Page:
Chunky sweaters, pumpkin spice everything, and seasonal decor are signs that fall is in full swing. When cooler temps and crisp leaves roll around, you can also expect a shift in hairstyles. Warmer colors like reds and browns are indicators that autumn has commenced, and for women with natural hair, it also presents a spike in silk press season.
Though there's no right or wrong time for a silk press, summer makes it challenging because sweat and straightened natural hair don't always mesh. It's why there's no better time than fall to pause on protective styling, to try a straight style. Plus, the possibilities of buns, chunky braids, and waves make a silk press seem worth it.
Still, heat-styling natural hair is a double-edged sword of sorts. Over the years, it's been more embraced as we learn more about protecting our curls from damage, but there's a fine line. Without a few precautions, they can end being detrimental to your overall hair health.
However, the good news is thanks to tons of knowledge and innovation, there are many solutions to keep your hair healthy while straight. To help before your next salon appointment, we tapped top stylists to share their tips for protecting your curls from heat this season. Read ahead for more.
Meet the Expert
- Kim Kimble is a celebrity hairstylist who has worked with the likes of Beyoncé, Kerry Washington, Mary J. Blige, and more. She's also the founder of her bespoke natural hair product line.
- Angela Stevens is an Emmy award-winning hairstylist and Cantu Beauty brand ambassador.
- Araxi Lindsey is an Emmy winner, celebrity hairstylist, and hair creator of Black-Ish.
- Kayleena Johnson is a braid stylist and natural hair expert.
Prep (And Products) Are Important
Kim Kimble has styled many of Hollywood's hottest celebrities, and her bottom line rule is setting a healthy foundation to protect your hair. "Protecting your hair from heat damage is very important, and it all starts with your shampoo and conditioner," Kimble says. "You want to make sure that your scalp and hair are healthy, and having a moisturizing and protecting shampoo and conditioner can help. "Kimble recommends her bespoke Rephair shampoo and conditioner to help cleanse and replenish the hair, followed by a leave-in conditioner for added moisture.
In addition to proper cleansing, conditioning is also a critical step, according to Kimble. "Conditioning treatments, such as masks, can repair, moisturize and replenish your hair," she says. "I suggest using the Star Treatment Masque ($14) from my line at Walmart paired with a steamer to really lock in moisture." Angela Stevens recommends the Cantu Deep Treatment Masque ($6) for added moisture on freshly washed hair. According to Johnson, in addition to keeping your hair healthy, a deep treatment can also result in a better-looking style. "Deep conditioning improves your hair's elasticity and ensures that the hair cuticle is sealed for a sleeker look," she explains.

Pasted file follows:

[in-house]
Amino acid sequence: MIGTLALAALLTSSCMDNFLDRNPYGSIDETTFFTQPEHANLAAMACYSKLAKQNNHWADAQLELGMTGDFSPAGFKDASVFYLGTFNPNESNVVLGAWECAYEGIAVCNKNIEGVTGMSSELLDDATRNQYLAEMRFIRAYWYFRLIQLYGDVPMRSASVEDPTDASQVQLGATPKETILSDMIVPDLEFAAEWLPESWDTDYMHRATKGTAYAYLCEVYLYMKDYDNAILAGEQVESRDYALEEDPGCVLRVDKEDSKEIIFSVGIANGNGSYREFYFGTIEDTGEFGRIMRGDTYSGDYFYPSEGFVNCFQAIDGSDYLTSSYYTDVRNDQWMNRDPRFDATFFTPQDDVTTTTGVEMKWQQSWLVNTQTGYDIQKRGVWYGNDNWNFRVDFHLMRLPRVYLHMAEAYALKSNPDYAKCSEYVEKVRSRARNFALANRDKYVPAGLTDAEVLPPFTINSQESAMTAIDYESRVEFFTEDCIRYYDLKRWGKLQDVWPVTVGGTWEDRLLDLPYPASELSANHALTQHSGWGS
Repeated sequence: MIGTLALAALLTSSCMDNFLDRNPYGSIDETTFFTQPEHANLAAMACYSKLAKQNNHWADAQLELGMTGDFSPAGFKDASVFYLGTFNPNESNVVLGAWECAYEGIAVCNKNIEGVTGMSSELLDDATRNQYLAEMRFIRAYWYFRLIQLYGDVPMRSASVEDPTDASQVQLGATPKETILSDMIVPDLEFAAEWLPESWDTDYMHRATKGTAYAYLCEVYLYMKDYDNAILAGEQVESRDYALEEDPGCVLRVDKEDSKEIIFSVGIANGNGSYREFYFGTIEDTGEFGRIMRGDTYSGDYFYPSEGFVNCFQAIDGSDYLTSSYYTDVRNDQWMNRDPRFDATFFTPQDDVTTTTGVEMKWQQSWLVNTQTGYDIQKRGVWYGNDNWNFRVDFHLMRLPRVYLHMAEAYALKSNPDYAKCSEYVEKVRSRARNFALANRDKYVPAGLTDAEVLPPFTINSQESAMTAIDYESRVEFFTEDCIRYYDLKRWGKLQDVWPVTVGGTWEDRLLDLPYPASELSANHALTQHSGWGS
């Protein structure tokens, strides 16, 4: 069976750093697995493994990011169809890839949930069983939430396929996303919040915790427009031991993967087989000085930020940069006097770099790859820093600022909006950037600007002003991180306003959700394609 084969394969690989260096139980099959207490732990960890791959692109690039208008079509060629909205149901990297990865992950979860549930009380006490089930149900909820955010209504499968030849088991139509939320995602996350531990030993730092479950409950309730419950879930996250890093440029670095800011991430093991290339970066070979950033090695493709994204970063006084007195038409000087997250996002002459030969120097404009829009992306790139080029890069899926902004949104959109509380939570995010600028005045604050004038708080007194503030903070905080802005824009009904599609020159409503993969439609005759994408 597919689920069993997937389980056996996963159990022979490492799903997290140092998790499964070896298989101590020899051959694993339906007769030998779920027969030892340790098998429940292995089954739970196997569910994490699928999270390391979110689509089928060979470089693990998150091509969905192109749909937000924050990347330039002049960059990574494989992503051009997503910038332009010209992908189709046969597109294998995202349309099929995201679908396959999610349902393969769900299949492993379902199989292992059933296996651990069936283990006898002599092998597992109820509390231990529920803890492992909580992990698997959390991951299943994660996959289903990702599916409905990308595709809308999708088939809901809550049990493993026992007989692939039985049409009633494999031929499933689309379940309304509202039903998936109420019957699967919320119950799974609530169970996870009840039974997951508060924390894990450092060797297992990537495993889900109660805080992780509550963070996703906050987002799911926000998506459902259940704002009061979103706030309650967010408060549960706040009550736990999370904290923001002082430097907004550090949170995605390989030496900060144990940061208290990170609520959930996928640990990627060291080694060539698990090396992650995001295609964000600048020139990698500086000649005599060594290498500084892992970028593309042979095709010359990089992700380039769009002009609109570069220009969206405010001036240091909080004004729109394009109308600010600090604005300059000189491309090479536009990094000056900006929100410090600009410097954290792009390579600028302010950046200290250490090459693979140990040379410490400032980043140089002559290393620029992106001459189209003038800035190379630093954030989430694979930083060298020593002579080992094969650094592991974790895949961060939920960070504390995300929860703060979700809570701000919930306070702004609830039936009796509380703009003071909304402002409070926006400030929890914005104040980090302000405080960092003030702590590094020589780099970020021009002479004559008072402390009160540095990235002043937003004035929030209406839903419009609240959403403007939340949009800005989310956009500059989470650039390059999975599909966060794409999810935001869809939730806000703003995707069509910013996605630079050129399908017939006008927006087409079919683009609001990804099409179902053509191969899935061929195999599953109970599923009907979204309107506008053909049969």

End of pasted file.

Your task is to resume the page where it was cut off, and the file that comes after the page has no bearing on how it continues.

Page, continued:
Both Stevens and Kimble agree that a good heat protectant is critical to keeping your hair healthy in the heat-styling process, and Stevens says to be sure your hair is clean, dry, and oil-free before using a hot tool. "Let your hair air dry, and spray it with a heat protectant like Cantu Thermal Shield Heat Protectant ($12) to maintain moisture," she explains. "Using heat should only be done on clean, oil-free hair. Damage can arise from applying heat to hair with oil and product buildup because it [fries] the hair."
It may feel instinctual to pass just any flat iron or blow dryer through your hair, but you should be selective with your hot tools. "If you are going to use hot tools, make sure you are using high-quality products that won't burn your hair," Kimble explains. "Look for tourmaline ceramic." Johnson swears by Babyliss Pro and Dyson tools for styling natural hair. "Dyson can be a bit pricey, but it's important to invest in quality heat tools to minimize any chance of damage," she explains.
Stevens also says to avoid using hot tools at their highest temperature to prevent burning and excess moisture loss. "Instead, set it at the lowest temperature and apply the heating tool for no longer than ten seconds apart to prevent hair damage," she explains. Lindsey's quick hack is to count to three while the hot tool is in motion, so it doesn't stay in one place [on your hair] for too long.
Lindsey also says to avoid using professional tools at home. "Most professional tools and products come with instructions, or certain techniques only a licensed cosmetologist is skillfully trained in," she says. "I would recommend visiting a professional cosmetologist at least every six to eight weeks for trims and hair treatments."
Protecting Your Hair Is Key
While prepping your hair is critical in preserving the health of your strands, what you do after your style is equally important. Lindsey says that one of her go-to methods for preserving the integrity of her hair is to wrap it in silk scarves when possible and sleeping with a silk pillowcase. "This will help prevent your hair snagging on cotton, polyester, or any other fabric that isn’t smooth," she explains. "Silk also helps retain moisture in the hair." Kimble also recommends tying your hair up with a silk bonnet and recommends her namesake one to keep your strands—no matter the style— intact.